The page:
Earlier this year, on my morning to commute from Traverse City to Interlochen, specifically on 31 heading west of the ill-named Chums Corner, a red pickup capped with a yellow flasher parked on the side of the road had emitted its driver. Apparently his job was to shovel the carcasses of those animals who didn’t make the crossing into the bed. It reminded me how fortunate I was not to have that job.
The commute provides many glimpses into the lives of others, more typically as they speed by, six feet away from a head-on collision, projecting a two-second scene from their lives: the coffee drinker, the fast-food eater, the cell-phone talker, the sing-alonger, the arguers, the smoker, the emotionless mirrored-sunglass wearer who may or may not be staring you down. It is a strangely public but private place of transport.
We had a heck of a time finding a photo to pair with this poem and it was the last of the book to fall, finally, into place, as Dave recounts here:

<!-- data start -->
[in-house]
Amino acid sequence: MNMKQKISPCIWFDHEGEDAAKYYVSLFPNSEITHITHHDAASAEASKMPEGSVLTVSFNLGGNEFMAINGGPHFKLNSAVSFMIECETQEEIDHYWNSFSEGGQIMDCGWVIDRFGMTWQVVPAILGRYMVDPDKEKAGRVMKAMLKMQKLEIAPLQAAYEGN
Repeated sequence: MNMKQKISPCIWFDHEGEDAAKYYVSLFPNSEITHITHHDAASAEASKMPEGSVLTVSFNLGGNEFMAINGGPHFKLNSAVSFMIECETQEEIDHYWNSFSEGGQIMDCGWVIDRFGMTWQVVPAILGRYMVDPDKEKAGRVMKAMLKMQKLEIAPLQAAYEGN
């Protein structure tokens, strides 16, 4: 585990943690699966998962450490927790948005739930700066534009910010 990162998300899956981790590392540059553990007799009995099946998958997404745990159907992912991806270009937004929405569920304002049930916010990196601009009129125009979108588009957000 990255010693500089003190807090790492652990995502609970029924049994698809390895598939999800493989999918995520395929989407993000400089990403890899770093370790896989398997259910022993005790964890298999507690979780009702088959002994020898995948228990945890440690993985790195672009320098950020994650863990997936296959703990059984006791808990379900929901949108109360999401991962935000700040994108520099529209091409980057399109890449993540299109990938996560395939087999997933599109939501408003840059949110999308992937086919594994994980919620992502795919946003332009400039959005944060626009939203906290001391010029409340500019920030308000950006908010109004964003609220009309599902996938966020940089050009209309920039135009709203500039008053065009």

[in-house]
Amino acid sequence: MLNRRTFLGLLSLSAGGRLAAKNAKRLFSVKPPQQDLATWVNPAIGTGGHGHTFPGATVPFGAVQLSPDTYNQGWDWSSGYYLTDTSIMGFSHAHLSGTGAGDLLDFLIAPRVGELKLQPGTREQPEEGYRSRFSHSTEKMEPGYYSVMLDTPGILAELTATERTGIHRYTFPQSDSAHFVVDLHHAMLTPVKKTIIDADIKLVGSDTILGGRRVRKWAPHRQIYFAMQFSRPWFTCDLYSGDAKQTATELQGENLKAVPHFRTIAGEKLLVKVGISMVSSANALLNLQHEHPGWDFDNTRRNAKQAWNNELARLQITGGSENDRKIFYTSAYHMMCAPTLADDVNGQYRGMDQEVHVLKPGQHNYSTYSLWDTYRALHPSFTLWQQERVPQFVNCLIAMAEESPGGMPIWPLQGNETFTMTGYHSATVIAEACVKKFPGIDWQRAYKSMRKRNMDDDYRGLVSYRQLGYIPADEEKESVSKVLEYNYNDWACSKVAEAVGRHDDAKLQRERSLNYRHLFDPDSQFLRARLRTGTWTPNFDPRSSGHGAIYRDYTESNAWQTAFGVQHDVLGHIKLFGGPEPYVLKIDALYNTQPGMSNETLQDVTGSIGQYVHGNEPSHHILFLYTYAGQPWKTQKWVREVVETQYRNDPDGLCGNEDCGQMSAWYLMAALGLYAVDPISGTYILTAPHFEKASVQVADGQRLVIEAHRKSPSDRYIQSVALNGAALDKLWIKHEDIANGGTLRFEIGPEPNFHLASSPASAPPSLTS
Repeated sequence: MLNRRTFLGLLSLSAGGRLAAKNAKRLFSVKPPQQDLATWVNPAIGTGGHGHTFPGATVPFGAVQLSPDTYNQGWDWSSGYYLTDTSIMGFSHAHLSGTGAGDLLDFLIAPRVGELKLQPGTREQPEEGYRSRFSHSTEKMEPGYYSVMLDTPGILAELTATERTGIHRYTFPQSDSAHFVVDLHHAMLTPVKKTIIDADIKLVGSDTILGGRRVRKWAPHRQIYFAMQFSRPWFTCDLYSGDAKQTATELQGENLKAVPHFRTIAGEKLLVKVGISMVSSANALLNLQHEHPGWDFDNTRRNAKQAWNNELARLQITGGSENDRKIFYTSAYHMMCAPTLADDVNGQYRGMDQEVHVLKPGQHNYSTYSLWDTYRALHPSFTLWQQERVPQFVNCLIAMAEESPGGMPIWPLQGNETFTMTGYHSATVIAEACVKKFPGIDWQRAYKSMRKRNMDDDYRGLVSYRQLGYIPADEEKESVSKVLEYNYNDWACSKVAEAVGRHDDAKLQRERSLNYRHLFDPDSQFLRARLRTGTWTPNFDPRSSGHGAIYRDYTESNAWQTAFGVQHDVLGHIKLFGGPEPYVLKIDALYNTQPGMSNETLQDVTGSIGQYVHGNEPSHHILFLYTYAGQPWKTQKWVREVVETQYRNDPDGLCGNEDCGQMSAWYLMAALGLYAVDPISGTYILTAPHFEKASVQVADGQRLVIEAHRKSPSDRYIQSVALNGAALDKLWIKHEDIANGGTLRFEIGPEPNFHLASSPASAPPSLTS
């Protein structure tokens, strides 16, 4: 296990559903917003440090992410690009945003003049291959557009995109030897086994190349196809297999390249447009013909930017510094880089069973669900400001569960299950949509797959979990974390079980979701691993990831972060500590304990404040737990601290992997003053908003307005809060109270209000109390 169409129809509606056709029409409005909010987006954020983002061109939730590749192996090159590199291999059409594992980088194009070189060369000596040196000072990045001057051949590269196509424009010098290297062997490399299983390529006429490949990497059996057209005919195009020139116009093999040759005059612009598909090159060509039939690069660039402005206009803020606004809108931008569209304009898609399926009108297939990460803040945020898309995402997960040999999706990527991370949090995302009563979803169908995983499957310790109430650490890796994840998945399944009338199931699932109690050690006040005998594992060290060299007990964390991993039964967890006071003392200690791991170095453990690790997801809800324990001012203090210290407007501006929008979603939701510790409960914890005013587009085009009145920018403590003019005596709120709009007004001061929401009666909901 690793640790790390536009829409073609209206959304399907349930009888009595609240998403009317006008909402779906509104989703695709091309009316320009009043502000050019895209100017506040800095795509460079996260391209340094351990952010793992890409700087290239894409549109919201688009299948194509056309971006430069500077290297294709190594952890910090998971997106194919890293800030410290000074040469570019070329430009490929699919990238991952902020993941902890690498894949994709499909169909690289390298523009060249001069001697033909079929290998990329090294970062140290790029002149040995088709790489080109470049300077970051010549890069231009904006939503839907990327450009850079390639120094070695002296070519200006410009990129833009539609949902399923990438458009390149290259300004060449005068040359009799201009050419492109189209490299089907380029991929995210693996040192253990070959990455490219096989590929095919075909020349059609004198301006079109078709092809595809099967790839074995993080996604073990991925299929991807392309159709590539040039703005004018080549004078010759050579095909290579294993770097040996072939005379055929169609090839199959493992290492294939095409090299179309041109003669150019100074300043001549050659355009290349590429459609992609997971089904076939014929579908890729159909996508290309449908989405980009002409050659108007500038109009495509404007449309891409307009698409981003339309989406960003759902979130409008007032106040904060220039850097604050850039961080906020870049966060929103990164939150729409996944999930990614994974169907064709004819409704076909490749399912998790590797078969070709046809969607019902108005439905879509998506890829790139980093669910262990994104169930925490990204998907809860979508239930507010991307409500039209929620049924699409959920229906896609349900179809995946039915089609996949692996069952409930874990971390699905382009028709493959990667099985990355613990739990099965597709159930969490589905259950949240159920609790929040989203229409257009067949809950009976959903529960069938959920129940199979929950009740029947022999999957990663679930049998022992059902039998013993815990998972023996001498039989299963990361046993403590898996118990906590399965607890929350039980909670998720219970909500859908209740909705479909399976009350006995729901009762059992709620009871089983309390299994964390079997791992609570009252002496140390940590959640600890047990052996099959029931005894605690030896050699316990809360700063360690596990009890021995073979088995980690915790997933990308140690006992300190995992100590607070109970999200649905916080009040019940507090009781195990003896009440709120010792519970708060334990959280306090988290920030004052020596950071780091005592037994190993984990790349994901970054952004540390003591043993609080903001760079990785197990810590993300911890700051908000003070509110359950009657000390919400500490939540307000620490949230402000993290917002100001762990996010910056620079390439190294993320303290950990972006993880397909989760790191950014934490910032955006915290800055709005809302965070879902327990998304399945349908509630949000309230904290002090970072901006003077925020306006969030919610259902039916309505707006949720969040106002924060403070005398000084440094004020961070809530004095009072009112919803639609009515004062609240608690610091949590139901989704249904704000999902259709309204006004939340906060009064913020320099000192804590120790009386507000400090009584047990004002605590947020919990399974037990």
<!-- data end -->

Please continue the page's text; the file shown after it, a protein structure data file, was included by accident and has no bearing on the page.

This poem bugged me. I had a vision in my mind of what I wanted, which failed to materialize in my distinctly nascent amateur efforts. After taking several that as a group we rejected for one reason or another, this poem was one of the last to have a “decided upon” photo. We had our self-imposed, yet very real, deadline approaching and Roger had directed “We just need a shot of a road.” So on my way into work the next morning I stopped halfway up a stretch of road I have affectionately named “the tangle” due to its hilly twisty ability to give me pause in the middle of the dark snowy winters here. I liked the look of the newly surfaced road (notice they hadn’t even painted the lane lines yet) and the sultry sky to the north. Andy, Roger and Michael liked it well enough too, just in time to go to press.